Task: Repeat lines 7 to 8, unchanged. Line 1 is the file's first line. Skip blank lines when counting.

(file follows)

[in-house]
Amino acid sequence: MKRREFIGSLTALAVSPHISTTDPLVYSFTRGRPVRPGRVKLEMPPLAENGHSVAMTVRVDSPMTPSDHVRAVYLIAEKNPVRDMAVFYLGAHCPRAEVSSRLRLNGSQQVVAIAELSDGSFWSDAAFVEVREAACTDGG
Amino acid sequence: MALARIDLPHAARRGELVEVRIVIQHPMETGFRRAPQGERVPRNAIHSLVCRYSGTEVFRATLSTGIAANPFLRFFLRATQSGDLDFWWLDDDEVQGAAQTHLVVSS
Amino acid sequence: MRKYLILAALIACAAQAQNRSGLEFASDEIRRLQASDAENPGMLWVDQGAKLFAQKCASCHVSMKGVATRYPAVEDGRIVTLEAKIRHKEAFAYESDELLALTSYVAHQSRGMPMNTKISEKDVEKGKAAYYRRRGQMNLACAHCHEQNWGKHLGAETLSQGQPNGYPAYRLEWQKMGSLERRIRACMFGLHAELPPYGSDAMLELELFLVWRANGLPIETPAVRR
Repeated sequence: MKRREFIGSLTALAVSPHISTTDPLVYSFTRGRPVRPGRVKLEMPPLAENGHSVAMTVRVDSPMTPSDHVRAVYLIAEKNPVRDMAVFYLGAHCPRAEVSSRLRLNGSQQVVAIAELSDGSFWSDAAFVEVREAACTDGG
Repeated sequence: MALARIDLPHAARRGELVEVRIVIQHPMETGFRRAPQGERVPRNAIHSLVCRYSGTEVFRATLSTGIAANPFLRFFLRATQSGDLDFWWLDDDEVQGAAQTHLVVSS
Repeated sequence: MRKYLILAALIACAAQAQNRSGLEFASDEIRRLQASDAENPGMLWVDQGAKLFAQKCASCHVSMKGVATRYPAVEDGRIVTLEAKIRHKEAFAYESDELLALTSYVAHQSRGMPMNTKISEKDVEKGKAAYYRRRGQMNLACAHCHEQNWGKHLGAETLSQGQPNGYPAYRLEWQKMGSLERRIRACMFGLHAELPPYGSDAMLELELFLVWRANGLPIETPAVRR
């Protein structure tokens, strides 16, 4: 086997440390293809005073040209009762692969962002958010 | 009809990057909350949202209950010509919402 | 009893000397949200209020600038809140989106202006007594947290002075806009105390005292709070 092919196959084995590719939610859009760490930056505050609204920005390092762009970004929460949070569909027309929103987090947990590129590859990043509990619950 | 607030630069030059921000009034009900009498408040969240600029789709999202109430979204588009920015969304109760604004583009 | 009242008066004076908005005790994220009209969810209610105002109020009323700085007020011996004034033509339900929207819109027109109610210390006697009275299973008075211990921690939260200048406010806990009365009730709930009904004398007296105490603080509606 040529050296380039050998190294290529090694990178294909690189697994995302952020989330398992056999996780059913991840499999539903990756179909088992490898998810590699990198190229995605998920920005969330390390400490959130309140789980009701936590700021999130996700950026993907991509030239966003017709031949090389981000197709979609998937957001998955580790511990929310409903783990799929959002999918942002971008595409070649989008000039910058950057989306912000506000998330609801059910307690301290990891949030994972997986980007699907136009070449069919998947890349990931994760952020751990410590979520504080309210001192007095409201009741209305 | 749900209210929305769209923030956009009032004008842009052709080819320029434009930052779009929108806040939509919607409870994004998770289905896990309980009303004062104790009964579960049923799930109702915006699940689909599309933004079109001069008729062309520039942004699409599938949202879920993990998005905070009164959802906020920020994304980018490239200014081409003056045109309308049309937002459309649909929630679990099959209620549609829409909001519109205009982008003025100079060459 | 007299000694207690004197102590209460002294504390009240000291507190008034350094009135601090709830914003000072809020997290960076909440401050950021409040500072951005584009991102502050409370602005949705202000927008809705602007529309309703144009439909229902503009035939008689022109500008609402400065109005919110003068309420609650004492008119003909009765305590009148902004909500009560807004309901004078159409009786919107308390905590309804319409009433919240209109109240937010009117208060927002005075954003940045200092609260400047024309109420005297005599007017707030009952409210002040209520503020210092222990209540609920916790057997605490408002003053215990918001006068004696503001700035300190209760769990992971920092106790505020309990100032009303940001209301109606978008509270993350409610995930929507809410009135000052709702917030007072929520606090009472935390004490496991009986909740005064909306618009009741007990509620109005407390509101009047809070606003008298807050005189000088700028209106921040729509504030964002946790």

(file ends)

Repeated sequence: MRKYLILAALIACAAQAQNRSGLEFASDEIRRLQASDAENPGMLWVDQGAKLFAQKCASCHVSMKGVATRYPAVEDGRIVTLEAKIRHKEAFAYESDELLALTSYVAHQSRGMPMNTKISEKDVEKGKAAYYRRRGQMNLACAHCHEQNWGKHLGAETLSQGQPNGYPAYRLEWQKMGSLERRIRACMFGLHAELPPYGSDAMLELELFLVWRANGLPIETPAVRR
């Protein structure tokens, strides 16, 4: 086997440390293809005073040209009762692969962002958010 | 009809990057909350949202209950010509919402 | 009893000397949200209020600038809140989106202006007594947290002075806009105390005292709070 092919196959084995590719939610859009760490930056505050609204920005390092762009970004929460949070569909027309929103987090947990590129590859990043509990619950 | 607030630069030059921000009034009900009498408040969240600029789709999202109430979204588009920015969304109760604004583009 | 009242008066004076908005005790994220009209969810209610105002109020009323700085007020011996004034033509339900929207819109027109109610210390006697009275299973008075211990921690939260200048406010806990009365009730709930009904004398007296105490603080509606 040529050296380039050998190294290529090694990178294909690189697994995302952020989330398992056999996780059913991840499999539903990756179909088992490898998810590699990198190229995605998920920005969330390390400490959130309140789980009701936590700021999130996700950026993907991509030239966003017709031949090389981000197709979609998937957001998955580790511990929310409903783990799929959002999918942002971008595409070649989008000039910058950057989306912000506000998330609801059910307690301290990891949030994972997986980007699907136009070449069919998947890349990931994760952020751990410590979520504080309210001192007095409201009741209305 | 749900209210929305769209923030956009009032004008842009052709080819320029434009930052779009929108806040939509919607409870994004998770289905896990309980009303004062104790009964579960049923799930109702915006699940689909599309933004079109001069008729062309520039942004699409599938949202879920993990998005905070009164959802906020920020994304980018490239200014081409003056045109309308049309937002459309649909929630679990099959209620549609829409909001519109205009982008003025100079060459 | 007299000694207690004197102590209460002294504390009240000291507190008034350094009135601090709830914003000072809020997290960076909440401050950021409040500072951005584009991102502050409370602005949705202000927008809705602007529309309703144009439909229902503009035939008689022109500008609402400065109005919110003068309420609650004492008119003909009765305590009148902004909500009560807004309901004078159409009786919107308390905590309804319409009433919240209109109240937010009117208060927002005075954003940045200092609260400047024309109420005297005599007017707030009952409210002040209520503020210092222990209540609920916790057997605490408002003053215990918001006068004696503001700035300190209760769990992971920092106790505020309990100032009303940001209301109606978008509270993350409610995930929507809410009135000052709702917030007072929520606090009472935390004490496991009986909740005064909306618009009741007990509620109005407390509101009047809070606003008298807050005189000088700028209106921040729509504030964002946790």